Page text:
Macroeconomics ECON 2302 Spring 2011 Marilyn Spencer, Ph.D.

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Macroeconomics

ECON 2302

Spring 2011

Marilyn Spencer, Ph.D.

Professor of Economics

Chapter 3

Reminder: Critical Email Issue

Please be sure your email account allows you to keep your

“Sent Mail.” I recommend that you use your Islander account to send me any and all assignments.

Sometimes emails do not go through, and I do not accept assignments that are turned in late.

The only way you can protect your grades in such an email environment is to forward your date & time stamped Sent

Mail file to me.

Reminder: Quiz #2

Watch/listen to/read the President’s State of the Union address.

Via email, by the start of class on Wed., Feb. 2, briefly describe the policies he described concerning:

Increasing US jobs

Economic growth

4 points possible

CHAPTER

3

Where Prices

Come From:

The Interaction of

Demand and Supply

The intense competition among firms selling energy drinks is a striking example of how the market responds to changes in consumer tastes.

CHAPTER

3

Where Prices Come From:

Interaction of

Demand & Supply

Chapter Outline

and

Learning Objectives

3.1 The Demand Side of the Market

Discuss the variables that influence demand.

3.2 The Supply Side of the Market

Discuss the variables that influence supply.

3.3 Market Equilibrium: Putting Demand and Supply

Together

Use a graph to illustrate market equilibrium.

3.4 The Effect of Demand and Supply Shifts on

Equilibrium

Use demand and supply graphs to predict changes in prices and quantities

Where Prices Come From:

The Interaction of Demand and Supply

Perfectly Competitive Market

conditions of:

A market that meets the

1.

2.

3.

4.

Many buyers and sellers,

All firms selling identical products

No barriers to new firms entering the market

Low cost information

3.1 LEARNING

OBJECTIVE

Discuss the variables that influence demand.

The Demand Side of the Market

Demand Schedules and Demand Curves:

Demand schedule

A table showing the relationship between the price of a product and the quantity of the product demanded.

Quantity demanded

The amount of a well defined good or service that a consumer is willing and able to purchase at a given price, during some given time period.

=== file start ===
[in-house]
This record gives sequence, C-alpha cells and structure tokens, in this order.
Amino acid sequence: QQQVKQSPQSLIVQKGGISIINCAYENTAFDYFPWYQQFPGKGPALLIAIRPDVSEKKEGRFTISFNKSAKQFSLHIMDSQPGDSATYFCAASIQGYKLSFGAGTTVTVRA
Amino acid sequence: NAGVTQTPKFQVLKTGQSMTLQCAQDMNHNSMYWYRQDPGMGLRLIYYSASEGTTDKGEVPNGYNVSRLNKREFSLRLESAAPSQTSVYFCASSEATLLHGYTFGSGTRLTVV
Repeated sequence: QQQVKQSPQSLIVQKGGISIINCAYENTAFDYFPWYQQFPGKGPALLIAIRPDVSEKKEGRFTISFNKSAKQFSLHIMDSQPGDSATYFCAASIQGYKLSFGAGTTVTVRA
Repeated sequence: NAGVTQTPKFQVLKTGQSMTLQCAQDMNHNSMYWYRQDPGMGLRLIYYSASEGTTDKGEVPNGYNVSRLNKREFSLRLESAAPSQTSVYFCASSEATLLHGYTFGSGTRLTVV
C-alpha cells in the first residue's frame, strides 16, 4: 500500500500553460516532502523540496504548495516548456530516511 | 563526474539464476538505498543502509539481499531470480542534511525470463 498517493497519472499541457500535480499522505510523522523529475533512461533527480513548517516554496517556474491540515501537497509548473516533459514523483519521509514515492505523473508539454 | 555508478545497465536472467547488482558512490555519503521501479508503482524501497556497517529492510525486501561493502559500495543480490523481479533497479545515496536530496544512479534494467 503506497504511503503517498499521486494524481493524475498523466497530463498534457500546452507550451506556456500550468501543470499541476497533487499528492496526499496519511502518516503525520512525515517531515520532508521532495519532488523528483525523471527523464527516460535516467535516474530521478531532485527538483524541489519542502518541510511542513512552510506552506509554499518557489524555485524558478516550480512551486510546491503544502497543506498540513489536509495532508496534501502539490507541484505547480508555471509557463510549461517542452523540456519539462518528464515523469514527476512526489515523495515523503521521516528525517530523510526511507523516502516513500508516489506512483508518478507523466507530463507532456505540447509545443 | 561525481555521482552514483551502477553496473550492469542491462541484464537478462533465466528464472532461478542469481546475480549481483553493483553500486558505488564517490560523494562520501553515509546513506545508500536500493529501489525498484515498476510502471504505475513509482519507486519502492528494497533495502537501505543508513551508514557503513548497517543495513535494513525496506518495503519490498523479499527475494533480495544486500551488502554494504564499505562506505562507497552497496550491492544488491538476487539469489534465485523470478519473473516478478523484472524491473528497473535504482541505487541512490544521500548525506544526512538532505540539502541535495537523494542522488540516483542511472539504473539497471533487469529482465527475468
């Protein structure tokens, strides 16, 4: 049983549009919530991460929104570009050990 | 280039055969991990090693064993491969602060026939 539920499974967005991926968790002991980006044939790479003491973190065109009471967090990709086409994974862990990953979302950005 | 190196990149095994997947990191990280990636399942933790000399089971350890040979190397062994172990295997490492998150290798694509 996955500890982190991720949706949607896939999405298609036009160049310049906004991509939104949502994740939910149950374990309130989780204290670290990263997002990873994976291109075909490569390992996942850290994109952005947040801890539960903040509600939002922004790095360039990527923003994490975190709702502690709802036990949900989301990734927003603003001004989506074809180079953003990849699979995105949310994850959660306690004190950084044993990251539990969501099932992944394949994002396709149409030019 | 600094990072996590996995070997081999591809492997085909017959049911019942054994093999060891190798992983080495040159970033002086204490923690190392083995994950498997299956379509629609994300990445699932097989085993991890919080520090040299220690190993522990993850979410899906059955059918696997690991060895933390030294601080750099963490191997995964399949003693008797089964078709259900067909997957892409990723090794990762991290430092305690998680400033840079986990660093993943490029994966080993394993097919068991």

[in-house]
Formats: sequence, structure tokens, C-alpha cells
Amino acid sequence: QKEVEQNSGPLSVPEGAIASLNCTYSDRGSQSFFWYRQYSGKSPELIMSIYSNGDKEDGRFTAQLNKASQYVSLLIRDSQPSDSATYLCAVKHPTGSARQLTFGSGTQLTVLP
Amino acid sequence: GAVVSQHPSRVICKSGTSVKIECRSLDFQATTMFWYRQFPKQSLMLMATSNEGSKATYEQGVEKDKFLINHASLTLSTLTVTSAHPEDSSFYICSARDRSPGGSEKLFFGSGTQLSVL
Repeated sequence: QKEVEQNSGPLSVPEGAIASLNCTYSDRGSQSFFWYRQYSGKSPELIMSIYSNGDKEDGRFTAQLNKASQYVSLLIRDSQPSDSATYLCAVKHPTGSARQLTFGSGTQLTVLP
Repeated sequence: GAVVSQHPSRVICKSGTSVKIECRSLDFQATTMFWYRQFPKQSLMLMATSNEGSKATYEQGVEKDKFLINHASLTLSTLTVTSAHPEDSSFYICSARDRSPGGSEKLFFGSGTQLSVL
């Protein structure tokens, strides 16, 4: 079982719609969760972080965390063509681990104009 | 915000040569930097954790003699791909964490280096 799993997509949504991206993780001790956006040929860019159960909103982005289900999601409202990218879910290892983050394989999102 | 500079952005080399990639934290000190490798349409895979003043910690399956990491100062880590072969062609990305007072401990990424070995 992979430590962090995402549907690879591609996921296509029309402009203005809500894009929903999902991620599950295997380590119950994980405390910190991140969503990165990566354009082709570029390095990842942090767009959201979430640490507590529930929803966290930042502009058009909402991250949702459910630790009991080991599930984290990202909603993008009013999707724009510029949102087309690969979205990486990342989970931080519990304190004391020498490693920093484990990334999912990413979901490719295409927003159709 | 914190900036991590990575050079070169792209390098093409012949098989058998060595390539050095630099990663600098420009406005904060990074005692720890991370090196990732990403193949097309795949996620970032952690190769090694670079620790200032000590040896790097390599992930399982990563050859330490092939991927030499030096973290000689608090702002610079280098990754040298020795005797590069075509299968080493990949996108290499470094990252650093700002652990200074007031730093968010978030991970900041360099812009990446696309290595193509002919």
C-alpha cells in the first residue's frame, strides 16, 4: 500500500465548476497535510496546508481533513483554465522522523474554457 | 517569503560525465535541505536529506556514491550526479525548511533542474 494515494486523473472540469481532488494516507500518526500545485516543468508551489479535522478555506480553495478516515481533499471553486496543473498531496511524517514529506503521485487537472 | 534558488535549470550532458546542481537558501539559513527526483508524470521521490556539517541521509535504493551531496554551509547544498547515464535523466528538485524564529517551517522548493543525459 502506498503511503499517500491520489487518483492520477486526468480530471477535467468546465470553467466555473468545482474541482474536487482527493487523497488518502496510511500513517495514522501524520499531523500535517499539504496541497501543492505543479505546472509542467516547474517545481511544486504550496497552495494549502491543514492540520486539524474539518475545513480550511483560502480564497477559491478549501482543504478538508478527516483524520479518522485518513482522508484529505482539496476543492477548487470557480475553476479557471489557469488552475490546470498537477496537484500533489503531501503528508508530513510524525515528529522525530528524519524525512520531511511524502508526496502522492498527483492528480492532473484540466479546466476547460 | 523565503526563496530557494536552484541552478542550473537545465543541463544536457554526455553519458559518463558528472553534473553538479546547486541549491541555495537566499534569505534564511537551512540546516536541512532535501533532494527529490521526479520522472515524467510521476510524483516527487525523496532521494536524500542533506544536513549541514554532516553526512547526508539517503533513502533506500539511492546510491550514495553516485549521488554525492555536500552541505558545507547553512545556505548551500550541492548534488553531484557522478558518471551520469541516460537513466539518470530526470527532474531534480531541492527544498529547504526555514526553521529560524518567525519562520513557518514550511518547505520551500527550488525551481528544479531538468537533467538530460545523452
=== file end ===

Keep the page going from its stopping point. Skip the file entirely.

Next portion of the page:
Demand curve

A curve that shows the relationship between the price of a well defined product and the quantity of the product demanded, during some given time period.

Market demand

The demand by all the consumers of a given good or service.

The Demand Side of the Market:

Demand

Schedules and Demand Curves

FIGURE 3-1

A Demand Schedule and Demand Curve

As price changes, consumers change the quantity of energy drinks they are willing to buy. We can show this as a

demand schedule

in a table or as a

demand curve

on a graph.

They both show that as the price of energy drinks falls, the quantity demanded rises.

When the price is $3.00, consumers buy 60 million cans/day. When the price drops to $2.50, consumers buy 70 million cans.

Therefore, the demand curve for energy drinks is downward sloping.

The Demand Side of the Market:

The Law of Demand

Law of demand

The rule that, holding everything else constant, when the price of a product falls, the quantity demanded of the product will increase, and when the price of a product rises, the quantity demanded of the product will decrease.

The Demand Side of the Market

Individual Demand and Market Demand

Deriving the Market Demand

Curve from Individual Demand

Curves

Market demand The demand for a product by all the consumers in a given geographical area.

The Demand Side of the Market:

What Explains the Law of Demand?

Substitution effect

The change in the quantity demanded of a good that results from a change in price, making the good more or less expensive relative to other goods that are substitutes.

Income effect

The change in the quantity demanded of a good that results from the effect of a change in the good’s price on consumers’ purchasing power.

The Demand Side of the Market:

Holding Everything Else Constant:

The Ceteris Paribus Condition

Ceteris paribus

(“all else equal”) condition

The requirement that when analyzing the relationship between two variables—such as price and quantity demanded— other variables must be held constant.

A shift of a demand curve is an increase or a decrease in demand. A movement along a demand curve is an increase or a decrease in the quantity demanded.

The Demand Side of the Market:

Holding Everything Else Constant:

The Ceteris Paribus Condition

FIGURE 3-2

Shifting the

Demand Curve

When consumers increase the quantity of a product they want to buy at a given price, the market demand curve shifts to the right, from